When we first met Young Fathers, we were left holding our jaws in our palms, lifting the slack as best we could to form the following words: Where in the world do we go from here? “Here,” there, was the Scottish trio’s striking debut EP, the percussively lush and darkly intoxicating TAPE ONE. And the answer to the question is far more logical than expected: TAPE TWO. Our trepidation wasn’t fear of hearing more from YF, so much as it was of our own inability to describe whatever wrinkle arrived in the rap-song-beat group’s unprecedented style. People were saying things like “what you waited over a decade for the grime movement to curate” and “remind you of the sweet Lofi-Street-Sound of a nice old Ghetto-Blaster”. Thankfully, while reductive, that’s still kinda fair.
The range these young men span from song to song is heroic. They are masters of emotion (“I Heard”), experts with texture (“Mr. Martyr”), incredible with rhythms (“Ebony Sky”), and fierce wielders of noise (“Queen Is Dead”). But they are also capable of being all of these things at once and coming out the other end with an odd masterpiece like “Way Down in the Hole,” which begins like a warm Miguel demo before inhabiting a bombed-out horror score apparently performed by the ghostly inhabitants of the crumpled space between two terraced houses shortly after an air raid. Young Fathers can do this because they have been making music (and art and videos) together since they were 14 years old, and are telepathic besides.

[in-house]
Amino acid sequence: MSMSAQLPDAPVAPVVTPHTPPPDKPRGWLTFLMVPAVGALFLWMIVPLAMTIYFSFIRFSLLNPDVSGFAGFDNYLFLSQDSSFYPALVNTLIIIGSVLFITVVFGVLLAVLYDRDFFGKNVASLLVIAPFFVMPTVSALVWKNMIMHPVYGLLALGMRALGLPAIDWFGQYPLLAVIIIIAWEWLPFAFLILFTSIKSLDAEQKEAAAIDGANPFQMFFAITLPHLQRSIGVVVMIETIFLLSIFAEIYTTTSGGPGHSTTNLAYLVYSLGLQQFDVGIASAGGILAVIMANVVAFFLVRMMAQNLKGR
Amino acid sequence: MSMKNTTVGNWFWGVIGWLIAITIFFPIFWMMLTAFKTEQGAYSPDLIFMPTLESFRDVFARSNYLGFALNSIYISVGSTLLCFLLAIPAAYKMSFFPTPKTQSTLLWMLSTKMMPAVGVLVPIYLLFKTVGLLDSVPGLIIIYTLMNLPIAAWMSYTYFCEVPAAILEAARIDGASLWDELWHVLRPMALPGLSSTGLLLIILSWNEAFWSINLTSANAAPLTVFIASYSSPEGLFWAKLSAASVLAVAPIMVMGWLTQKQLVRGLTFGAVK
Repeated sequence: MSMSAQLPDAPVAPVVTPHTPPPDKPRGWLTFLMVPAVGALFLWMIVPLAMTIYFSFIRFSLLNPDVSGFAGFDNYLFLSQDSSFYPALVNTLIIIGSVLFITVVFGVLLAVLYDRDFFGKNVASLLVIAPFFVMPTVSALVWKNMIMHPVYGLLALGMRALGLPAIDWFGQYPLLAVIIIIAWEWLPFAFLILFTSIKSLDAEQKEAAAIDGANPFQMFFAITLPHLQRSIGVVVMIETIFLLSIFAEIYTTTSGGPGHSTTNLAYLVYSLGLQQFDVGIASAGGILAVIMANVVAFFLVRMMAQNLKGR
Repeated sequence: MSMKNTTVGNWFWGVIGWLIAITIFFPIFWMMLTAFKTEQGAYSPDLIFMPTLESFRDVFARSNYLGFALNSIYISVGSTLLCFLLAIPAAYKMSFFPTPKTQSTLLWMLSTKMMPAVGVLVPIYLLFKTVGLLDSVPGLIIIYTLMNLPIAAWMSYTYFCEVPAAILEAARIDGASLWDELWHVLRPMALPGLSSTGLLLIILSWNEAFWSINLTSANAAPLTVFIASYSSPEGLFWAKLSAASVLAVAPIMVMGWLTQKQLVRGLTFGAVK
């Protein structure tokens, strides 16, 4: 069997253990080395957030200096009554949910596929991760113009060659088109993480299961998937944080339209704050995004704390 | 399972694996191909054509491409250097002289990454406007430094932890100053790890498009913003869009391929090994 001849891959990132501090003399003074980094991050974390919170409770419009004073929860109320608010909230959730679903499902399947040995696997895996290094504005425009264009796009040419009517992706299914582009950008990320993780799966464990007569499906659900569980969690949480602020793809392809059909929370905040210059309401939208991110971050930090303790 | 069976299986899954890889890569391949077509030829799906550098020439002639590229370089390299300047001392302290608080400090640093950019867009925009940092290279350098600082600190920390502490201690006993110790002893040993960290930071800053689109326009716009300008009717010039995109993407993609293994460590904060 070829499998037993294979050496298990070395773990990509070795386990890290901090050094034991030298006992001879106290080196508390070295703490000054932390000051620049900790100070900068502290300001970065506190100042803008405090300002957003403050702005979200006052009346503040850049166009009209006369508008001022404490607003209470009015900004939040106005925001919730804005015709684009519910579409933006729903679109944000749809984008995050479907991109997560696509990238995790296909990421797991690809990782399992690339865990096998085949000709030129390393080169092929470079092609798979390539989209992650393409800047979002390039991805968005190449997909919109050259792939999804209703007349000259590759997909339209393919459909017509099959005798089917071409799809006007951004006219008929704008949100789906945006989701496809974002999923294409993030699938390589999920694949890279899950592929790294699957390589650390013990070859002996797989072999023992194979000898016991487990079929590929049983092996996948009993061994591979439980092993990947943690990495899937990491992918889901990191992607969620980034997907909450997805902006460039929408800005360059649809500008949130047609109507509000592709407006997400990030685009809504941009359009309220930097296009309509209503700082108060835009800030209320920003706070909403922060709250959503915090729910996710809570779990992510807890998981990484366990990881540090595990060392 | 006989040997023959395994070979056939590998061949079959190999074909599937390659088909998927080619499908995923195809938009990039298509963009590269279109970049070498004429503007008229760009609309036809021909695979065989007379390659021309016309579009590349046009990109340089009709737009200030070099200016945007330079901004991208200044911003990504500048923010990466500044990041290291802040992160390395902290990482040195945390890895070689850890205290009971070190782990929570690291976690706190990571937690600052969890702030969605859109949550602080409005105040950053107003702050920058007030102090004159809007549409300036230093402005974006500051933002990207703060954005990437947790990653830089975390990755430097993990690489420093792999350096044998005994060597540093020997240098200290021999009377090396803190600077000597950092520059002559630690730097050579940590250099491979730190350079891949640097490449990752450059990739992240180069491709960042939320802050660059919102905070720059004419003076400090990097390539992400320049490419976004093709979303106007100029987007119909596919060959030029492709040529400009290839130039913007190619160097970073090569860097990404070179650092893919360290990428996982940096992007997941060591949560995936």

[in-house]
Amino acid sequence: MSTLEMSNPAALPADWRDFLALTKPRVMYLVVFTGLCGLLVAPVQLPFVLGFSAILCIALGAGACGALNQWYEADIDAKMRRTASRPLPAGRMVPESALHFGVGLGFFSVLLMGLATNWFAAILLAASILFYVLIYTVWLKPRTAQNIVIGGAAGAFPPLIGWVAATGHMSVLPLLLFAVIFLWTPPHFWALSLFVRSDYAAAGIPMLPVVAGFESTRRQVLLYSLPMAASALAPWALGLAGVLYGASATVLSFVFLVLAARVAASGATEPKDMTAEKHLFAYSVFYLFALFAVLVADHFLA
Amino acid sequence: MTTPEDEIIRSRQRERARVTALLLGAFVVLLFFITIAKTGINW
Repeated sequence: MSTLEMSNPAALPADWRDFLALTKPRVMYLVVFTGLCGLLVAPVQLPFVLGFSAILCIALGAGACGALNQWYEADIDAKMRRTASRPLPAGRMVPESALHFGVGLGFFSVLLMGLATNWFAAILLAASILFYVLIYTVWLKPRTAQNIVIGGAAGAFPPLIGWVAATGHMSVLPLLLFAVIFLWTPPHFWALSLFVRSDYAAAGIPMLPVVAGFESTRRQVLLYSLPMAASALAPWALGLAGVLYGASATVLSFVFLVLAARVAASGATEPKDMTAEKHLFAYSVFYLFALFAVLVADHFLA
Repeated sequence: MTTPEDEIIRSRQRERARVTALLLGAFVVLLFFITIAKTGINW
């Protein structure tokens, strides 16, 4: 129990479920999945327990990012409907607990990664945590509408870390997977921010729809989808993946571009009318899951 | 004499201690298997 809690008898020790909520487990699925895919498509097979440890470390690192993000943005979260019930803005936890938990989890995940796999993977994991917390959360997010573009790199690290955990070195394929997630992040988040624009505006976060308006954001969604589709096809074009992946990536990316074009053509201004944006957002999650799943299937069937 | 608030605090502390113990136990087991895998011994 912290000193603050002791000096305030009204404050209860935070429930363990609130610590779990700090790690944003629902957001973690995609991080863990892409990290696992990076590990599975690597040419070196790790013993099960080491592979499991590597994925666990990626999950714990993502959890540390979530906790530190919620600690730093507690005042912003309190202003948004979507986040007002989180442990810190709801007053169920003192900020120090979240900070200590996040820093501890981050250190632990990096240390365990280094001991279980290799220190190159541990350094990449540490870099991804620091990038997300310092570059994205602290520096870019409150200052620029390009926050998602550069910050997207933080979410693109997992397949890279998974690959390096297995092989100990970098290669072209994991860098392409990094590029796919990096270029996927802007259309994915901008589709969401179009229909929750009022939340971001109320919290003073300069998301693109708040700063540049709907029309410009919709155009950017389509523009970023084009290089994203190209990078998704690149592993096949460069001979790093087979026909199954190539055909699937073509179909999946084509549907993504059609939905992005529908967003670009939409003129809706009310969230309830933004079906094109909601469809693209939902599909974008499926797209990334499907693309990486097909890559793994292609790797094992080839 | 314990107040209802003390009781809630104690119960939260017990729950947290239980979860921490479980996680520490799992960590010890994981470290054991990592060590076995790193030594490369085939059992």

The Scottish trio is comprised of vocalists and perfectionists all three: Alloysious born in Liberia, Kayus raised by Nigerian immigrants, and G who also provides the score. Together, they croon like a left-field rock band or a ’90s R&B squad, or rhyme like scions sent either from the D.A.I.S.Y. age or escaped from some distant dystopia in Sun Ra’s mothership, and do so over production that pulls as much from African tradition as it does electronic futurism. If their sound or words sometimes seem bleak, it’s only because the world outside is, and they are a mirror reflecting our truths back. But Young Fathers are also our imaginations running weird, finding color in dark corners and dancing in light nobody else sees.